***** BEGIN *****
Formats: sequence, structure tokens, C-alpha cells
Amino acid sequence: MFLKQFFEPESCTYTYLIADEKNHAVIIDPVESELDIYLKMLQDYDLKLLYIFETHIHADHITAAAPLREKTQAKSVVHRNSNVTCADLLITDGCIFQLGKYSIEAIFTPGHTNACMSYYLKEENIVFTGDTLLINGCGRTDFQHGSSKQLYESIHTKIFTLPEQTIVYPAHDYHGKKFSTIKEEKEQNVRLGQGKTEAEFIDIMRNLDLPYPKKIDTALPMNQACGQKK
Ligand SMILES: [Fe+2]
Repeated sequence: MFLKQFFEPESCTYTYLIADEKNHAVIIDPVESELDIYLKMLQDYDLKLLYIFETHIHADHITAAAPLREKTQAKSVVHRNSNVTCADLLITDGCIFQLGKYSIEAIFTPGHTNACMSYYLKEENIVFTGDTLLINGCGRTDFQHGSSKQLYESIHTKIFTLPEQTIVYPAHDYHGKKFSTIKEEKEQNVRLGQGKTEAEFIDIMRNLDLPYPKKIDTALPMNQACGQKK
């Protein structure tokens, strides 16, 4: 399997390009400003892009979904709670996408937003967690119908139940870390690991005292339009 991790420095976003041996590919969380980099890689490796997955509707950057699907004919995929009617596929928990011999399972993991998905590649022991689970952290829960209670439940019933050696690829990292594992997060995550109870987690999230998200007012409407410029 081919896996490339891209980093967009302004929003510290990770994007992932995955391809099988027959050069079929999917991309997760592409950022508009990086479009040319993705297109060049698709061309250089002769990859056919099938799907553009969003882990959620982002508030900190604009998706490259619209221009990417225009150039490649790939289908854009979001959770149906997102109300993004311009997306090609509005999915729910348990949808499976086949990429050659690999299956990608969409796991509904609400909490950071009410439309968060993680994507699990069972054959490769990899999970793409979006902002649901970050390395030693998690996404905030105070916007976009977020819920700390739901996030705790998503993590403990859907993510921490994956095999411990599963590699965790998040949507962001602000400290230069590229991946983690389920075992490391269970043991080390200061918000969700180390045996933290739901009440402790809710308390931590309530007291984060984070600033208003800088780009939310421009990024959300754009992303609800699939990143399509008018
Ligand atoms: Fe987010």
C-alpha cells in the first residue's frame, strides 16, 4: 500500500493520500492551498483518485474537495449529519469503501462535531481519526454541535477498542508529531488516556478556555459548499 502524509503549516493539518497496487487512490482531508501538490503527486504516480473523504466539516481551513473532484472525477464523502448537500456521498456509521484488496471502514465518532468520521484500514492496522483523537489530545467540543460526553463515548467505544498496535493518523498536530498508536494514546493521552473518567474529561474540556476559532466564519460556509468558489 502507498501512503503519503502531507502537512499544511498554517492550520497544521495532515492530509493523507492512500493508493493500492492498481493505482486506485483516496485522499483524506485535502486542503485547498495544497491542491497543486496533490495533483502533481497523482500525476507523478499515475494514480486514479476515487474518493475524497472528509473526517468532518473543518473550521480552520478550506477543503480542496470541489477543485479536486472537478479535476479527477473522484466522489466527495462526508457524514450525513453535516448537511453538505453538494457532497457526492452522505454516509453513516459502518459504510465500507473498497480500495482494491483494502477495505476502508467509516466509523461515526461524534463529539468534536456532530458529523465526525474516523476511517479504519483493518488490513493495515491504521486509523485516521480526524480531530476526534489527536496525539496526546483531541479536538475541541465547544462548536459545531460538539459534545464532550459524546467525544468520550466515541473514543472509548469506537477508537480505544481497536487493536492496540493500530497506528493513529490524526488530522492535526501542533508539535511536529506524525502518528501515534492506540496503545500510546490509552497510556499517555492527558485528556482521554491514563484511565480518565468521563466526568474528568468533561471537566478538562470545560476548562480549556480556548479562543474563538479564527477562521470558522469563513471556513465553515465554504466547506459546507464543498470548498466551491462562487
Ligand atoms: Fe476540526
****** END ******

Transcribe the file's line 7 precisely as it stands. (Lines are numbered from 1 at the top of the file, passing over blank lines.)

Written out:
C-alpha cells in the first residue's frame, strides 16, 4: 500500500493520500492551498483518485474537495449529519469503501462535531481519526454541535477498542508529531488516556478556555459548499 502524509503549516493539518497496487487512490482531508501538490503527486504516480473523504466539516481551513473532484472525477464523502448537500456521498456509521484488496471502514465518532468520521484500514492496522483523537489530545467540543460526553463515548467505544498496535493518523498536530498508536494514546493521552473518567474529561474540556476559532466564519460556509468558489 502507498501512503503519503502531507502537512499544511498554517492550520497544521495532515492530509493523507492512500493508493493500492492498481493505482486506485483516496485522499483524506485535502486542503485547498495544497491542491497543486496533490495533483502533481497523482500525476507523478499515475494514480486514479476515487474518493475524497472528509473526517468532518473543518473550521480552520478550506477543503480542496470541489477543485479536486472537478479535476479527477473522484466522489466527495462526508457524514450525513453535516448537511453538505453538494457532497457526492452522505454516509453513516459502518459504510465500507473498497480500495482494491483494502477495505476502508467509516466509523461515526461524534463529539468534536456532530458529523465526525474516523476511517479504519483493518488490513493495515491504521486509523485516521480526524480531530476526534489527536496525539496526546483531541479536538475541541465547544462548536459545531460538539459534545464532550459524546467525544468520550466515541473514543472509548469506537477508537480505544481497536487493536492496540493500530497506528493513529490524526488530522492535526501542533508539535511536529506524525502518528501515534492506540496503545500510546490509552497510556499517555492527558485528556482521554491514563484511565480518565468521563466526568474528568468533561471537566478538562470545560476548562480549556480556548479562543474563538479564527477562521470558522469563513471556513465553515465554504466547506459546507464543498470548498466551491462562487